Myanmar lifts bans on foreign news websites
YANGON (Reuters) - Myanmar lifted bans on prominent news websites on Thursday, including some run by critics of the army-dominated government, and unblocked online video portal YouTube, the latest signs of possible reforms in one of Asia's most reclusive states.
Bans were lifted on websites for several news organizations including Reuters, along with The Bangkok Post, Singapore Straits Times and other regional newspapers, and the Burmese language services of the Voice of America, British Broadcasting Corp and the exiled-run Democratic Voice of Burma.
Reuters and several other news websites were blocked at the peak of an army crackdown on monk-led protests in 2007. Since then, those sites displayed a common message from state telecoms group Myanmar Post and Telecommunications (MPT).
"This website is blocked by the MPT," it said.
That disappeared on Thursday, a day after a U.S. special envoy ended his first trip to the country. It also coincided with the United Nations' "International Day of Democracy," an event celebrated by Nobel laureate and democracy leader Aung San Suu Kyi in the commercial capital Yangon.
"Changes are on the horizon in Myanmar," she told supporters outside her party's headquarters.
However, television remains strictly controlled by the government and foreign journalists are still mostly barred from legally reporting in the country. Most expect Western sanctions to remain in place until an estimated 2,100 political prisoners are released.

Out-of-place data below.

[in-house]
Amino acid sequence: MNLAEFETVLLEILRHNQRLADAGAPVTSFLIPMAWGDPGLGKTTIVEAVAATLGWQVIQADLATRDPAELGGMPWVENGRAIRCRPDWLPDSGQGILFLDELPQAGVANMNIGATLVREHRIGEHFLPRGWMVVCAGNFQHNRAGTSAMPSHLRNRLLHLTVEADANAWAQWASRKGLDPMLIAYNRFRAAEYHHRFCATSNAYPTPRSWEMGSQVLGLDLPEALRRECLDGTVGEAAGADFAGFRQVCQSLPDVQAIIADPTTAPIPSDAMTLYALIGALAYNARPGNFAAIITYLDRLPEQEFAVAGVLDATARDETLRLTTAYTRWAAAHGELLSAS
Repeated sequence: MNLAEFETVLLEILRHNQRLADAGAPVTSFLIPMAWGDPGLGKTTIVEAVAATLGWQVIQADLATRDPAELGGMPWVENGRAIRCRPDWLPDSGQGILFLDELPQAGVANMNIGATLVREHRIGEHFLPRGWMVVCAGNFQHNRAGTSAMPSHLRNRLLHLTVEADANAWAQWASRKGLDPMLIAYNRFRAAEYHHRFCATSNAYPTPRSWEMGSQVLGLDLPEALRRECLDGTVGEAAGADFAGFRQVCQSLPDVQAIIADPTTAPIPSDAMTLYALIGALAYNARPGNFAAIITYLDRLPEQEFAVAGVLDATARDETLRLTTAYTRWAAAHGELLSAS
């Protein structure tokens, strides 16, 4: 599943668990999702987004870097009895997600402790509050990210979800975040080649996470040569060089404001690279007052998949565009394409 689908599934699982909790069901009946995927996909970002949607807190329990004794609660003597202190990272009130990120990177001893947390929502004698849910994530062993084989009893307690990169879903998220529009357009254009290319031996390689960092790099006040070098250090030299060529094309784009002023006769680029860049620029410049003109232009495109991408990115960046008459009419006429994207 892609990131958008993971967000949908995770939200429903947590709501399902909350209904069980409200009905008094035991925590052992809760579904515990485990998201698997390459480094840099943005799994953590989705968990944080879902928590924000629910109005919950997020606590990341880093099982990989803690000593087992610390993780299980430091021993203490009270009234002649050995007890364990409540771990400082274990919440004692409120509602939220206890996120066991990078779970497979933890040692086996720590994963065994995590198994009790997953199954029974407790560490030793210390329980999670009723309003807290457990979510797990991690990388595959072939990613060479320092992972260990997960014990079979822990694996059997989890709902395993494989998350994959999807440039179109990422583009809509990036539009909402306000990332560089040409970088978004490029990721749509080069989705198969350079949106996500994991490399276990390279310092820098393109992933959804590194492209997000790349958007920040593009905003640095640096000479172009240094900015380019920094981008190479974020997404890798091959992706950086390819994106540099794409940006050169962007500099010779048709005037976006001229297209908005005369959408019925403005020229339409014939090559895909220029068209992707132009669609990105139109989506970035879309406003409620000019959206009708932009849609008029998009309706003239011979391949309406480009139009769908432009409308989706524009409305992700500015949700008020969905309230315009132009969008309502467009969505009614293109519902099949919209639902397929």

Every song, book, cartoon and planned piece of art still requires approval by censors rooting out political messages and criticisms of Myanmar's authoritarian system.
One editor of a weekly newspaper described the reopening of the websites as "a big improvement in the media policy of the new government.
"We can have access to these websites, but the connection is still rather slow most of the time," he said, declining to be identified by name. "Let's wait to see how long it will last."
Rare overtures by Myanmar's rulers toward liberalization have stirred speculation of possible reforms in the resource-rich country, blighted by 49 years of military rule and starved of capital.
Myanmar last year held its first elections in two decades after which the military nominally handed power to civilians -- a process widely criticized as a sham by the West.
Other overtures include calls for peace with armed ethnic separatists, presidential meetings with foreign delegations, some tolerance of criticism and more communication with Suu Kyi, who was freed last year from 15 years of house arrest.
In one gesture, Myanmar's state-run newspapers last month dropped back-page banners attacking Western media.
(Writing by Jason Szep; Editing by Ron popeski)
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